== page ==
Data cloning explained

Motivation

Hierarchical models, including generalized linear models with mixed random and fixed effects, are increasingly popular. The rapid expansion of applications is largely due to the advancement of the Markov Chain Monte Carlo (MCMC) algorithms and related software. Data cloning is a statistical computing method introduced by Lele et al. 20071 and 20102. It exploits the computational simplicity of the MCMC algorithms used in the Bayesian statistical framework, but it provides the maximum likelihood point estimates and their standard errors for complex hierarchical models. The use of the data cloning algorithm is especially valuable for complex models, where the number of unknowns increases with sample size (i.e. with latent variables), because inference and prediction procedures are often hard to implement in such situations.

A brief theory of data cloning

Imagine a hypothetical situation where an experiment is repeated by $k$ different observers, and all $k$ experiments happen to result in exactly the same set of observations, $y^{(k)} = \left(y,y,\ldots,y\right)$. The likelihood function based on the combination of the data from these $k$ experiments is $L(\theta, y^{\left(k\right)}) = \left[L\left(\theta, y\right)\right]^k$. The location of the maximum of $L(\theta,y^{(k)})$ exactly equals the location of the maximum of the function $L\left(\theta, y\right)$, and the Fisher information matrix based on this likelihood is $k$ times the Fisher information matrix based on $L\left(\theta, y\right)$.

One can use MCMC methods to calculate the posterior distribution of the model parameters ($\theta$) conditional on the data. Under regularity conditions, if $k$ is large, the posterior distribution corresponding to $k$ clones of the observations is approximately normal with mean $\hat{\theta}$ and variance $1/k$ times the inverse of the Fisher information matrix. When $k$ is large, the mean of this posterior distribution is the maximum likelihood estimate and $k$ times the posterior variance is the corresponding asymptotic variance of the maximum likelihood estimate if the parameter space is continuous.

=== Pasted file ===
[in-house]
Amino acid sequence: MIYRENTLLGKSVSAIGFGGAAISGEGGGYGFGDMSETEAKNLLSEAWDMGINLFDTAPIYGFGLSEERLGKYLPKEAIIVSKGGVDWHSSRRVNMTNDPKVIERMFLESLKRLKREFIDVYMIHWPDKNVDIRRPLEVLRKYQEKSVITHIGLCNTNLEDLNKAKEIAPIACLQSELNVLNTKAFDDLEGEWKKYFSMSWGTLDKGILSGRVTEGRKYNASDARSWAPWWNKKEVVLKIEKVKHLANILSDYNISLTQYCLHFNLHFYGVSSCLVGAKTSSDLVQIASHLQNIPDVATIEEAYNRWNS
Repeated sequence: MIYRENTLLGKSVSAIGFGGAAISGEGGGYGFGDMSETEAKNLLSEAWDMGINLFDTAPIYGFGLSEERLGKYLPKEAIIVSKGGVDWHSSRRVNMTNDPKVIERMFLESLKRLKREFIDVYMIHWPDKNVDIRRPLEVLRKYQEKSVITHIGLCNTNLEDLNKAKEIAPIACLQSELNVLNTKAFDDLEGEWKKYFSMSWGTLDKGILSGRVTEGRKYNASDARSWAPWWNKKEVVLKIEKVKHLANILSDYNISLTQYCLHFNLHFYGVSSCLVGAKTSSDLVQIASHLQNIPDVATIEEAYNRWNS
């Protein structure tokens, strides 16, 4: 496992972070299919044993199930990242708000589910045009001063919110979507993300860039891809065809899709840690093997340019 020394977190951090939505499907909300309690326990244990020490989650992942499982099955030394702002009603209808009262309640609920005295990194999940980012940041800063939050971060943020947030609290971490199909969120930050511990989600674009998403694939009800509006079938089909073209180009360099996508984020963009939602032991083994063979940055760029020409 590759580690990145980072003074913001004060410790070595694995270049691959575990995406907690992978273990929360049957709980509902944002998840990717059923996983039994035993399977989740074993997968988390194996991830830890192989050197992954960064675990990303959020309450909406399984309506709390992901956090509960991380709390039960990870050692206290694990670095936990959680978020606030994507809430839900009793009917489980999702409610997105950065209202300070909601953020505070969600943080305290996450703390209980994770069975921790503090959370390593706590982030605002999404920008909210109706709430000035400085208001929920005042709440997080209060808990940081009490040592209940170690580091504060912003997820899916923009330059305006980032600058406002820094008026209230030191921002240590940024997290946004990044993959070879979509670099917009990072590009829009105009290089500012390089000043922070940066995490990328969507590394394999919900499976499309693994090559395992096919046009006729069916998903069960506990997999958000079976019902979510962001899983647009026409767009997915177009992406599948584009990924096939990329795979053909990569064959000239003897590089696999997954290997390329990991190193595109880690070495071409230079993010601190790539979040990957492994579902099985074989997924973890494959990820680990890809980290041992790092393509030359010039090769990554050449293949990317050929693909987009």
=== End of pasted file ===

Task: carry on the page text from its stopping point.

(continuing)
Data cloning is a computational algorithm to compute maximum likelihood estimates and the inverse of the Fisher information matrix, and is related to simulated annealing. By using data cloning, the statistical accuracy of the estimator remains a function of the sample size and not of the number of cloned copies. Data cloning does not improve the statistical accuracy of the estimator by artificially increasing the sample size. The data cloning procedure avoids the analytical or numerical evaluation of high dimensional integrals, numerical optimization of the likelihood function, and numerical computation of the curvature of the likelihood function.

Software implementation

The dclone R package explained in Sólymos 20103 provides infrastructure for data cloning. Users who are familiar with Bayesian methodology can instantly use the package for maximum likelihood inference and prediction. Developers of R packages can build on the low level functionality provided by the package to implement more specific higher level estimation procedures for users who are not familiar with Bayesian methodology. This paper demonstrates the implementation of the data cloning algorithm, and presents a case study on how to write high level functions for specific modeling problems.

References

  1. Lele, S.R., B. Dennis and F. Lutscher, 2007. Data cloning: easy maximum likelihood estimation for complex ecological models using Bayesian Markov chain Monte Carlo methods. Ecology Letters 10, 551–563.  PDF

  2. Lele, S. R., Nadeem, K., and Schmuland, B., 2010. Estimability and likelihood inference for generalized linear mixed models using data cloning. Journal of the American Statistical Association 105, 1617–1625.  PDF

  3. Sólymos, P., 2010. dclone: Data Cloning in R. The R Journal 2(2), 29–37.  PDF